Senior lady in blue using a smartphone

By David Lynes, CEO & Founder of Unique IQ

It’s beginning to feel like digital transformation within the wider health and social care system is really starting to become a reality.

So far this year we have seen some big steps forward.

There has been the confirmation from government of the intention for all CQC-registered adult social care providers to have access to digitised care records that interoperate with local Shared Care Records by 2024.

To this aim, the sector now has a purchasing system for digital social care records. Available to all providers of social care, be that local authority, NHS, private dom care or charitable organisation. It’s a rigorous framework, that will help social care providers have a digital foundation in place on which other remote care tools or partner systems can integrate.

And in late June, NHSX released its draft data strategy, ‘Data saves lives: reshaping health and social care with data’. The strategy’s main thrusts are:

  • Using data to innovate within the entire health and social care system;
  • Making data sharing the norm;
  • Building the right technical, legal and regulatory foundations to make all this happen.

That includes legislation making it a statutory obligation for organisations within the health and care system to share anonymous data for the good of the whole.

This really feels like the tipping point for bringing together all of the disparate pockets of innovation that have been happening all over the care sector and the NHS over the last few years.

But it’s not going to be without its challenges.

For starters, there are the legalities and need for transparency around all this data sharing. It is crucial that the public are taken on the journey of integration; that they understand where and how their personal and sensitive data is being used, and above that, why. That they continue to have the opportunity to consent or to withdraw that consent, and are given access to the records that are being held about them.

Then there is the issue of security. A collective of health and social care bodies have embarked on a major programme to support care providers with information security, called ‘Better Security, Better Care’. The programme offers a range of support to care providers to help them store and share information safely, covering both paper and digital records. Ultimately, the aim is to get care organisations into a position where they can complete an annual, online self-assessment using the Data Security and Protection Toolkit (DSPT).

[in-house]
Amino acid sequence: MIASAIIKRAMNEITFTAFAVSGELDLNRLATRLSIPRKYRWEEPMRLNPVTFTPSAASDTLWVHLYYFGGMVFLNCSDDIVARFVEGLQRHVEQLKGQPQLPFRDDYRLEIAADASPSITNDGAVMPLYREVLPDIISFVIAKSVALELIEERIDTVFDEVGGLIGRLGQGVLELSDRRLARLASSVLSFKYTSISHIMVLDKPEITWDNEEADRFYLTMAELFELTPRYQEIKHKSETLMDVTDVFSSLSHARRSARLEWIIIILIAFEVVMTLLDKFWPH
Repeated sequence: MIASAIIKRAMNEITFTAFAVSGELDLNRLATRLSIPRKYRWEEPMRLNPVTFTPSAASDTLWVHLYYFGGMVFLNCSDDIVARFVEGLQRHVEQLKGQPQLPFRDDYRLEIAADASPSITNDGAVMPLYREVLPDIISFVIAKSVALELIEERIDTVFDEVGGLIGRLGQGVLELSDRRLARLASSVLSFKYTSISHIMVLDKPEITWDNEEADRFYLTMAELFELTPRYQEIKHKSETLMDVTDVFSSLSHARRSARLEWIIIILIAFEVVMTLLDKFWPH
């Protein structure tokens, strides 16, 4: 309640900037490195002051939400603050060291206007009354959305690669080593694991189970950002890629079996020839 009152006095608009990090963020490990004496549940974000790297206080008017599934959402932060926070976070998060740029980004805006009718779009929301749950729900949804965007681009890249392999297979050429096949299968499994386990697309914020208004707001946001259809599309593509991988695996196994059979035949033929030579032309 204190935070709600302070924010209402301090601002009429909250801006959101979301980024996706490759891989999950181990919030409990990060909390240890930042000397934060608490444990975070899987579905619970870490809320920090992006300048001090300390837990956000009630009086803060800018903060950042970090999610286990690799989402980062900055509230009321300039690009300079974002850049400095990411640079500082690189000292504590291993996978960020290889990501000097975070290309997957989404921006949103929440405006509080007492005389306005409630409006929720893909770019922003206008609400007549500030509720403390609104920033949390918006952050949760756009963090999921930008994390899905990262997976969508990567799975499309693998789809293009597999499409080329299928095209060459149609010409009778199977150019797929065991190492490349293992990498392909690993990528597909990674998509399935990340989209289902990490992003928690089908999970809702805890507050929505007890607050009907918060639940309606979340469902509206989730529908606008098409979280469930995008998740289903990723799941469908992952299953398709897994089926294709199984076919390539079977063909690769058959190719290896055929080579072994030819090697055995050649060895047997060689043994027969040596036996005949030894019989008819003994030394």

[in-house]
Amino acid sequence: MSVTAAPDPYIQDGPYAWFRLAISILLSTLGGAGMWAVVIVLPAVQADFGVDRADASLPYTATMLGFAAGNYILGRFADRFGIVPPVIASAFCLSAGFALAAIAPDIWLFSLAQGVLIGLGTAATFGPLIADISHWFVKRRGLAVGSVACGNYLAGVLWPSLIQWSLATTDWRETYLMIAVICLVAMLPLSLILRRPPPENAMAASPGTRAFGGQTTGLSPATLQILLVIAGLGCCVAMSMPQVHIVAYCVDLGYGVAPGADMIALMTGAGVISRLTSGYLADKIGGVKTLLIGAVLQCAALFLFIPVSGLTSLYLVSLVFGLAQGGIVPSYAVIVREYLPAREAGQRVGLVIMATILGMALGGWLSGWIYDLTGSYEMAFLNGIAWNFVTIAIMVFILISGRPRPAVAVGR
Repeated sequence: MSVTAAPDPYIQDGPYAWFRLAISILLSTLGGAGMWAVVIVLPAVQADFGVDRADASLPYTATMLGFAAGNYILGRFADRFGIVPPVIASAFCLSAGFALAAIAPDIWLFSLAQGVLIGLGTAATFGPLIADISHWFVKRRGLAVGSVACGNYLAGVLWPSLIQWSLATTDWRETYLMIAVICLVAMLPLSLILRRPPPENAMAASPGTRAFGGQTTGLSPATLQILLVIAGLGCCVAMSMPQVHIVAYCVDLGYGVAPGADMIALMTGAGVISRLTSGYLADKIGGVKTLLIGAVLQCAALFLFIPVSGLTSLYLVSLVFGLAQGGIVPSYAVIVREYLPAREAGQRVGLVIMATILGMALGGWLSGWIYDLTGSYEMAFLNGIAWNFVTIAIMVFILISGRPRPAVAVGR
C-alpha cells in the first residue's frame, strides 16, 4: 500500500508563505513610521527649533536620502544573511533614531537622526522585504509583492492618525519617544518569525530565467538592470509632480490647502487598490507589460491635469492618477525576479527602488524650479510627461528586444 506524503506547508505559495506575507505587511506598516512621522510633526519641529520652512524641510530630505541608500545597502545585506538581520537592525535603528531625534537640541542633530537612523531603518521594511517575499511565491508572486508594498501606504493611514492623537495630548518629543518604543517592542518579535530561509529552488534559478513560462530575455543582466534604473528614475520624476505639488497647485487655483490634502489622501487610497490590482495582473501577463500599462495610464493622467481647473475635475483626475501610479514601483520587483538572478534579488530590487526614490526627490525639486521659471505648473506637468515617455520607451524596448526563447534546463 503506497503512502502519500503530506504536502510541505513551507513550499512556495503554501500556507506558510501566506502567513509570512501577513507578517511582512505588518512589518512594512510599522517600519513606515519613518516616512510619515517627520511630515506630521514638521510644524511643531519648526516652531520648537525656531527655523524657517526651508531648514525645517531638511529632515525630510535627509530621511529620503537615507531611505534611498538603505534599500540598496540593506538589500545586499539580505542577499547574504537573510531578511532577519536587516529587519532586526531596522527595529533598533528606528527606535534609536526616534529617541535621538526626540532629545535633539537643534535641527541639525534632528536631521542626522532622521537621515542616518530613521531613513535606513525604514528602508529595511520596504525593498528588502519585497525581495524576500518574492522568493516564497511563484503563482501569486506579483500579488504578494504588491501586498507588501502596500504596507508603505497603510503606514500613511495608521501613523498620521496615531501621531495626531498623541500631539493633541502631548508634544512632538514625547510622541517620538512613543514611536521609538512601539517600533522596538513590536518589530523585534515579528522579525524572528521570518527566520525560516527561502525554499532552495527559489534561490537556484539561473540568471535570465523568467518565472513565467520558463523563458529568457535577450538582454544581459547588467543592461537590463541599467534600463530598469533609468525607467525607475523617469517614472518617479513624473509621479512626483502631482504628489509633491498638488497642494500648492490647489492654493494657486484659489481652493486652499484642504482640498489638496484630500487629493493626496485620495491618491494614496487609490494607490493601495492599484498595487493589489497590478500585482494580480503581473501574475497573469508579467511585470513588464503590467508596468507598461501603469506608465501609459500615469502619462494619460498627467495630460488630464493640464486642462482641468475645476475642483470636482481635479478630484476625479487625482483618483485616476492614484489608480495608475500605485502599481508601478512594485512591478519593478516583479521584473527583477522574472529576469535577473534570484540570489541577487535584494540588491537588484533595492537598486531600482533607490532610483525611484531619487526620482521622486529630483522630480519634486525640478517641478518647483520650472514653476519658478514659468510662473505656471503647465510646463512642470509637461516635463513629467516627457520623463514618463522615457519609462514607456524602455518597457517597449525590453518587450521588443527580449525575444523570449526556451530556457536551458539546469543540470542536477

Lastly, there is the question of readiness amongst care providers.

Digital Social Care and Skills for Care recently published a new report on the digital maturity of the adult social care sector and how this changed between October 2019 and March 2021. And while the results show increasing confidence amongst care providers in their understanding and use of technology, there is still some way to go.

Types of software used by social care providers - research from Digital Social CareAs of January 2021, a fifth of respondents described their organisations as ‘expert’ in their use of digital technology. 66% identified as developing, with the remaining 14% describing themselves as ‘novice’.

Meanwhile the spread of digital tools that are in use is quite varied. Video tools like Zoom and Teams may well have shot up in their usage over the last 18 months, but digital care planning systems and eMAR lag behind.

Care providers can assess their digital readiness using this online tool, developed by Skills for Care and Digital Social Care – https://www.digitalsocialcare.co.uk/measuring-digital-readiness/.

We have some work to do still as a sector. But at last, it feels like we might be on the path to digital transformation in care, system-wide. Where data and digital can start to make a difference to the lives of people receiving care, wherever they are, and whoever they receive care from.